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2 and Out Podcast celebrates Gord Downie

Last week all of Canada woke up to news of Gord Downie, iconic frontman of The Tragically Hip, being diagnosed with terminal brain cancer.

To say the country was shocked to hear the news would be an absolute understatement. “The Hip” are the soundtrack of Rocky Mountain road trips, bush parties, long September nights on the combine, broken hearts and the last Stanley Cup win for the Toronto Maple Leafs in 1967.

You could put Gord Downie on the Loonie and not one Canadian would blink an eye.

The Hip are a Canadian history lesson and they’ve inspired an entire generation. Red Deer’s own Ron MacLean’s piece on Gord puts his impact on Canada into words more effectively than I ever could.

Despite performing on Saturday Night Live in 1995 and hitting the stage at Woodstock 99, the Hip were never as popular south of the border as they were and are in Canada.

And they wouldn’t change a thing. Gord Downie and the Hip could have conformed to whatever was going on in music at the time but they stayed true, stuck to their guns and wrote about what they loved most: Canada.

In the latest episode of the 2 and Out CFL Podcast co-hosted by John Fraser and myself, we do our best to celebrate Gord Downie. It’s no lie that we drove from Edmonton to Vancouver for the 99th Grey Cup while listening to the entire Tragically Hip discography. Gord is no stranger to Grey Cups either, performing at the 92nd edition of the big game in Ottawa.

Courage is *exactly* what Gord Downie has after deciding to hit the road one more time to see the fans across the country. Thankfully, I have my ticket to see them one more time August 1st in Calgary.

John and I decided to assign a Tragically Hip song to each team in the CFL leading up to the season in our own little way of celebrating Gord Downie’s legacy.

Twist My Arm from “Road Apples” (BC Lions)

As in, “Twist My Arm, is what Jonathon Jennings did in 2015 real?”. As in the Lions can’t afford for Travis Lulay to hurt his shoulder should Jennings falter. Jennings and Lulay is a pretty good one-two punch but it’s one twist of the arm (like many teams) from being a rough situation in BC.

Pigeon Camera from “Fully Completely” (Calgary Stampeders)

Since Jon Hufnagel became the guy in Calgary, he has had an incredible deep roster. No matter how many injuries the team had, there was always another player waiting in the wings to step up and he’s made Dave Dickenson’s job very easy this season. Is it possible Huf had some carrier pigeons smuggling information to him from other teams?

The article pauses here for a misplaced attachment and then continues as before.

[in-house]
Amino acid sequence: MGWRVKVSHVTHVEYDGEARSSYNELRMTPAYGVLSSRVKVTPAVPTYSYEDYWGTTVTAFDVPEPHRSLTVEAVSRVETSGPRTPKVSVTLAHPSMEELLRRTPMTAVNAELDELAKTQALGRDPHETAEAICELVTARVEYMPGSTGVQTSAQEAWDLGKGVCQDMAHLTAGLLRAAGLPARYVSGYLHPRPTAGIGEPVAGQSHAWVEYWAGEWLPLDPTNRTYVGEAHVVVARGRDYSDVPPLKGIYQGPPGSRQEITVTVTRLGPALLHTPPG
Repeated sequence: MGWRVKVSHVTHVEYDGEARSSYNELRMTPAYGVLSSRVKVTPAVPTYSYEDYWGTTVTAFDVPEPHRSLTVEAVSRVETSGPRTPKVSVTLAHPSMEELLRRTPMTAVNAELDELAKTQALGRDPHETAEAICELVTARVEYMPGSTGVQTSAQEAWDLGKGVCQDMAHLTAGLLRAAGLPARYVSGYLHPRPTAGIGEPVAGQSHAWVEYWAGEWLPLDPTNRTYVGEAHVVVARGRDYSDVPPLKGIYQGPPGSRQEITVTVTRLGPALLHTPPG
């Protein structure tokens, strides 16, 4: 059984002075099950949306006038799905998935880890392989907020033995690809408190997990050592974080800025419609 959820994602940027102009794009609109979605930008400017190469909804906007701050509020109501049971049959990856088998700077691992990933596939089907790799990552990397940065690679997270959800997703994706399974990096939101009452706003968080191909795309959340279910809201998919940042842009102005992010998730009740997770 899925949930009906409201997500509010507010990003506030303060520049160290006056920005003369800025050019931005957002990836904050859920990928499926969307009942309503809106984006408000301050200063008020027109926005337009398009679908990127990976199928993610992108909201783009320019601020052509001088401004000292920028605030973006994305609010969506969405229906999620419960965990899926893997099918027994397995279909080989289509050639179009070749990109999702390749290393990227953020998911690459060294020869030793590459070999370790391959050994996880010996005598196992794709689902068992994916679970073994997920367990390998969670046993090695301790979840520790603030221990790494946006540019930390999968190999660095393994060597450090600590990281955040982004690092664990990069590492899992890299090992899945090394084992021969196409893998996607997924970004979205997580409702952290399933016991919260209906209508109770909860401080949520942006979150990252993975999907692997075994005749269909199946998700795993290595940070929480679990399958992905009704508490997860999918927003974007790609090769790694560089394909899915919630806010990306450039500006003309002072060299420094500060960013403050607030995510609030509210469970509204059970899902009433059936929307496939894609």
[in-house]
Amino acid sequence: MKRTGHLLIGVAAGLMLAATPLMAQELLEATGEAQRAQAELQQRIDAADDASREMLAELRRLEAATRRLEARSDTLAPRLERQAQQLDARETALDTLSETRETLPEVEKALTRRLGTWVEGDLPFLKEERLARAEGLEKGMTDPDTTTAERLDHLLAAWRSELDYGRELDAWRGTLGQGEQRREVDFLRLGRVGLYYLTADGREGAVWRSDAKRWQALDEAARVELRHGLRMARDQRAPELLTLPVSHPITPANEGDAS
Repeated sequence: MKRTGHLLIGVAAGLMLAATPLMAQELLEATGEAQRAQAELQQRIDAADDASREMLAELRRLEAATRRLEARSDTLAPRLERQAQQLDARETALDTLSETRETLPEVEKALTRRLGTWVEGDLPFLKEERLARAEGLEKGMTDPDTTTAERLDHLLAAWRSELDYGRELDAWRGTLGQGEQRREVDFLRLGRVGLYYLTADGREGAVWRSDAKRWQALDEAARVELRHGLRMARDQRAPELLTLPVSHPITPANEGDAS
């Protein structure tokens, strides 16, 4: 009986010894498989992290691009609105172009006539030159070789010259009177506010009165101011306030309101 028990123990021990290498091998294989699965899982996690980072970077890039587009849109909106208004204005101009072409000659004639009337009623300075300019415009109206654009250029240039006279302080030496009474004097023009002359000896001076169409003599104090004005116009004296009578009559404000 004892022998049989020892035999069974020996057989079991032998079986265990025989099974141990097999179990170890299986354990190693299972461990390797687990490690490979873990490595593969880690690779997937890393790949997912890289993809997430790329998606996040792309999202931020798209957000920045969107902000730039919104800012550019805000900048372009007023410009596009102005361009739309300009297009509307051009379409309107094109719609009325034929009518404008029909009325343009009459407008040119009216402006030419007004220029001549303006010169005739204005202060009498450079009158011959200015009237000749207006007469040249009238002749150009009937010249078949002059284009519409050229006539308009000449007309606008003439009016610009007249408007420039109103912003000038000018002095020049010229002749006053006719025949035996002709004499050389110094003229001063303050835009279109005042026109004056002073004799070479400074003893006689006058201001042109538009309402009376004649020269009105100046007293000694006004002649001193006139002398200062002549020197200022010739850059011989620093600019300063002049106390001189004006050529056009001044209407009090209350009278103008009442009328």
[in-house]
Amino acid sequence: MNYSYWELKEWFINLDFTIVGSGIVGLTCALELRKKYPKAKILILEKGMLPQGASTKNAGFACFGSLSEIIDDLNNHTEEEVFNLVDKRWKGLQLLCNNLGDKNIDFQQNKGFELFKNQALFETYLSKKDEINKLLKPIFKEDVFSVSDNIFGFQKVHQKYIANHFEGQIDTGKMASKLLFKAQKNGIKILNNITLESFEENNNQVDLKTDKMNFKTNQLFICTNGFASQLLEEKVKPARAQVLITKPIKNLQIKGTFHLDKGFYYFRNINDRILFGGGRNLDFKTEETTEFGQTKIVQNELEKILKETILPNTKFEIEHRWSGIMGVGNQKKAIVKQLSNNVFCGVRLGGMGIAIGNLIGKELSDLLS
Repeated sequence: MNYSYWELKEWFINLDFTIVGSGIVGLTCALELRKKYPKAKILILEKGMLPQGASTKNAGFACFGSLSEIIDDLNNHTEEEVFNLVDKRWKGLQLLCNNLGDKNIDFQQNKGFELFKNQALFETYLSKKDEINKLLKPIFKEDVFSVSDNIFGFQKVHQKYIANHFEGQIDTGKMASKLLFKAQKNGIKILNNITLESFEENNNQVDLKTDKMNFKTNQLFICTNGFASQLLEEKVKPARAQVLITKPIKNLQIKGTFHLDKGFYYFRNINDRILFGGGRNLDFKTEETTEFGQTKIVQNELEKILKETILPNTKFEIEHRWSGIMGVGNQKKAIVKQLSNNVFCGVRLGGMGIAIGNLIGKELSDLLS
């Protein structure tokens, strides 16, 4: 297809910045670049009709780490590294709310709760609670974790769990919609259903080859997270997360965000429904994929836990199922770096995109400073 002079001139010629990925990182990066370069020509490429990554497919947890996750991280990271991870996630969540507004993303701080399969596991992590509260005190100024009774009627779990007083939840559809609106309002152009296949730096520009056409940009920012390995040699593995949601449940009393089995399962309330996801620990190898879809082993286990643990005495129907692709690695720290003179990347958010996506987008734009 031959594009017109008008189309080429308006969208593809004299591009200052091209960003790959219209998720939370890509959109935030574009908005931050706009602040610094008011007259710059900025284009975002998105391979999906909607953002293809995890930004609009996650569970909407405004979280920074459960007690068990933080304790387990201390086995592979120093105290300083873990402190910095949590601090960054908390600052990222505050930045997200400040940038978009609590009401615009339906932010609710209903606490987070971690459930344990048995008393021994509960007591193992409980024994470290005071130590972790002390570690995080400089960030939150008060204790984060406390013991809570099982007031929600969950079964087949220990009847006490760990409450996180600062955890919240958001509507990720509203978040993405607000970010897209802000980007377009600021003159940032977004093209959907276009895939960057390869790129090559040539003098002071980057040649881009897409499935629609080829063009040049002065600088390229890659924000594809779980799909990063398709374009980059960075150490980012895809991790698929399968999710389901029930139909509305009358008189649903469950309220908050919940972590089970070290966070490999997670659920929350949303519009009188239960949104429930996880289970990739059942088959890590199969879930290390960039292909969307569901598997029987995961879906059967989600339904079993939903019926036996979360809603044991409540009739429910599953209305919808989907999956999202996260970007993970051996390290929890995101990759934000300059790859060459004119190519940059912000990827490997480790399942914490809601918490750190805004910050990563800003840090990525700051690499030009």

So Hard Done By from “Day for Night” (Edmonton Eskimos)

Expectations are big in Edmonton following a Grey Cup win in Winnipeg this past November but should they be? Dexter McCoil, Shamawd Chambers, Otha Foster, Kendial Lawrence, Andrew Jones, Aaron Grymes, Ryan Hinds, Willie Jefferson, Brian Simmons, and Kenny Stafford have either joined new teams, new leagues, or just retired altogether. Oh, and Saskatchewan sniped their *entire* coaching staff. Coach Jason Maas and the Edmonton Eskimos just may very well be “so hard done by”.

The following two songs will be revealed in Episode 36 of the 2 and Out CFL Podcast which will be released on Friday, June 3rd. I don’t mind giving you a tease.

Looking for a Place to Happen from “Fully Completely” (Saskatchewan Roughriders)

Chris Jones may as well be searching for the Bismarck. The list of changes in Saskatchewan is a mile long and I expect programs in Regina to be a best-seller. The Riders are “looking for a place to happen” on their way to their new stadium in 2017.

Fully Completely from “Fully Completely” (Winnipeg Blue Bombers)

Andrew Harris, Weston Dressler, Ryan Smith, Justin Medlock, and Paul LaPolice. Not to mention a great draft class. Has Kyle Walters been able to right the wrongs of the Joe Mack era to create a “full and complete” team?

Next week, 2 and Out will match a Tragically Hip song with each team in the East Division. In the meantime, I’d like to say it’s clear that the Tragically Hip “reflects us all” just as much as the Canadian Football League.

– written by Travis Currah